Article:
The Costa Mesa City Council this week, more than a year after igniting a political firestorm with plans to outsource a multitude of city services to private firms and other governments, finally approved its first outsourcing contracts this week.

The moves, however, are largely symbolic at this point, because a judge has issued a temporary court order that prevents the city from engaging in outsourcing.

At a meeting that lasted until early morning hours Wednesday, the council majority voted to outsource its jail staff to U.K.-based G4S Secure Solutions and street sweeping service to City of Industry-based Athens Services, both private companies. City management says the move would save the city about $600,000 per year in jail costs and $88,000 on street sweeping.

“Today is a momentous day. It’s a great day,” said Mayor Pro Tem Jim Righeimer, the council’s most outspoken supporter of outsourcing efforts.

However, there are already questions about whether the city would actually realize the projected savings and about the record of G4S, the potential jail contractor.

The council decided Wednesday to have a city police sergeant oversee jail operations for the first six to 12 months of the contract, which would cut the projected savings for that period by as much as a third. And the projections do not factor in the city’s legal bills related to outsourcing, which are expected to exceed $1 million by midsummer.

The Daily Pilot report this week that G4S lost the keys to a jail in England and was the subject of a misconduct report by the Center for Media and Democracy.

Also, three G4S guards are under criminal investigation in Britain regarding the death of an Angolan asylum seeker they restrained on an airline flight.

Witnesses on the plane say that for 10 minutes during the confrontation, the asylum seeker, Jimmy Mubenga, said “I can’t breathe, I can’t breathe” and “They’re going to kill me” before passing out, The Guardian, a British newspaper,  reported.

City spokesman Bill Lobdell declined this week to speak directly with a Voice of OC reporter regarding any city matters.

As has been the case with just about all outsourcing-related decisions by the council, Wednesday’s approval came on a 4-1 vote, with Councilwoman Wendy Leece dissenting.

“I’m not in a hurry to support this, because I don’t think that the savings [are] remarkable to switch from our own trained, experienced jailers,” said Leece.

And despite the fact that Leece’s colleagues are in a hurry to proceed with their outsourcing plans, they must wait at least until the end of July, when a state appeals court is expected to rule on the city’s appeal of a court order that bars outsourcing. The order resulted from a lawsuit filed by the city’s employees union.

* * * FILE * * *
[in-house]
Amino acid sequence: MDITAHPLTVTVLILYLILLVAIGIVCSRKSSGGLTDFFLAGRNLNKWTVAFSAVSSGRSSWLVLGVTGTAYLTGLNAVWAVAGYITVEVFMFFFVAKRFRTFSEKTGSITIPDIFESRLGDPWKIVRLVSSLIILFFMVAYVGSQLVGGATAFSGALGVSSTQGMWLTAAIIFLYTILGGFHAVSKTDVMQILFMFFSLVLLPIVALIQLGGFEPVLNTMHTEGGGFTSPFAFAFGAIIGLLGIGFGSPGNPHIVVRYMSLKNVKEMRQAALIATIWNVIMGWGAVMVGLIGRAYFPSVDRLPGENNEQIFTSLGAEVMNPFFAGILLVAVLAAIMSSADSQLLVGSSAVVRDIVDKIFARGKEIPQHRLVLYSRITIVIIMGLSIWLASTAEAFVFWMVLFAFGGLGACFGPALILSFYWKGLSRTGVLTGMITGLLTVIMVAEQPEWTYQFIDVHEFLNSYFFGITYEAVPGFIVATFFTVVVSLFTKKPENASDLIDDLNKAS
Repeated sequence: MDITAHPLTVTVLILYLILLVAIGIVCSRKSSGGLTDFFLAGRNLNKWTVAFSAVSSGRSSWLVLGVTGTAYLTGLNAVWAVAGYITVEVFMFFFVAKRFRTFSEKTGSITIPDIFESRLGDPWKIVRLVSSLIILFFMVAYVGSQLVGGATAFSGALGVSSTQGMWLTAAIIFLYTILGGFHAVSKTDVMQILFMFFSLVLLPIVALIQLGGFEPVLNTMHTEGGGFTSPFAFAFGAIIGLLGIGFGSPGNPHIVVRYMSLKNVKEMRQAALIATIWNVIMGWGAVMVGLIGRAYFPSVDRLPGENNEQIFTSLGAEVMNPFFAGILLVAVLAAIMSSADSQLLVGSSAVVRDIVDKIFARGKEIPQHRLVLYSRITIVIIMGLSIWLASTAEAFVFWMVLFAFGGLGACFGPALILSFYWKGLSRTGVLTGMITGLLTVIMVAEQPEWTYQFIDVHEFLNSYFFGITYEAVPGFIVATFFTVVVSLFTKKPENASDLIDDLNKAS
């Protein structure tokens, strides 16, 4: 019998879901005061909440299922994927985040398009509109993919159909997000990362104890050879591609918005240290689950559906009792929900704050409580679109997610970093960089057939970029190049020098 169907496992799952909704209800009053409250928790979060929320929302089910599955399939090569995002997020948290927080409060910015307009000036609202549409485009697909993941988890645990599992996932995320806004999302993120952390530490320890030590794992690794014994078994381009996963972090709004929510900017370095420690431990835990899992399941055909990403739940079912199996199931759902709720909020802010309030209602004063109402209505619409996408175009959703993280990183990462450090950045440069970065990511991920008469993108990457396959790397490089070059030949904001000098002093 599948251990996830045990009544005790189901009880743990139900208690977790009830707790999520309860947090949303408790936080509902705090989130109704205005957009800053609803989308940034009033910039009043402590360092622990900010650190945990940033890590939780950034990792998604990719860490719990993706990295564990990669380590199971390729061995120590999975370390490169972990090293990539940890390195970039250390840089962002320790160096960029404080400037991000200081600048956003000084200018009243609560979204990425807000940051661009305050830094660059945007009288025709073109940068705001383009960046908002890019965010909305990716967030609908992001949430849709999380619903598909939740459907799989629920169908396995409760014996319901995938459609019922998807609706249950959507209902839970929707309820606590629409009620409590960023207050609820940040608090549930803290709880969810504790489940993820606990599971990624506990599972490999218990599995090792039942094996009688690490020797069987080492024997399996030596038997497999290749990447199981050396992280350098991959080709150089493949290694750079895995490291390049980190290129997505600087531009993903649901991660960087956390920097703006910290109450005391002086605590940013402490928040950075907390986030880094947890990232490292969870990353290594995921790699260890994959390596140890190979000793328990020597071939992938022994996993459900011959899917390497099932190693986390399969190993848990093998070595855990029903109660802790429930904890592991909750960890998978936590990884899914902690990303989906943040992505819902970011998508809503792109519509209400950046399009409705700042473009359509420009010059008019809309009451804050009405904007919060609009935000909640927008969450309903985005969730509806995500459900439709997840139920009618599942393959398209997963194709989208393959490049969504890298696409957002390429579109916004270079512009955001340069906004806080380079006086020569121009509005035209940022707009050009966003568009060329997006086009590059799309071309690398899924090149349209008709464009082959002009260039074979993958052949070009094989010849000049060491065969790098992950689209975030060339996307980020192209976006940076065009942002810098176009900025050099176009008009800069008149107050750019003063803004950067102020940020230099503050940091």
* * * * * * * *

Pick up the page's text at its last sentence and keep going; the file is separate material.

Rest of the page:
The council also voted Wednesday, this time unanimously, to end its efforts to outsource building inspection, animal control services and video production and lifted layoff notices to those staff members.

The five items before city leaders this week represented about a fourth of the services it ultimately plans to review for outsourcing potential.

The council majority ended its efforts to outsource the city’s fire department last month after determining it could instead save more than twice as much by restructuring its existing department.

Also at the meeting, Councilman Gary Monahan recused himself from voting on a financial auditing contract, though he didn’t explain why at the time. Asked during a break, Monahan said he’s a client of the firm, Mayer Hoffman McCann of Irvine, but has no financial stake in it.

Under state law, city council members with a financial stake in a company receiving a city contract are usually required to explain the conflict when recusing themselves. Council members can also voluntarily recuse themselves when a conflict doesn’t meet the legal standard.

Clarification: A previous version of this article stated that Costa Mesa spokesman Bill Lobdell declined to comment on any city matters. While Lobdell refused to speak directly with a Voice of OC reporter, he did ask that questions be submitted via email.

You can reach Nick Gerda at, and follow him on Twitter:

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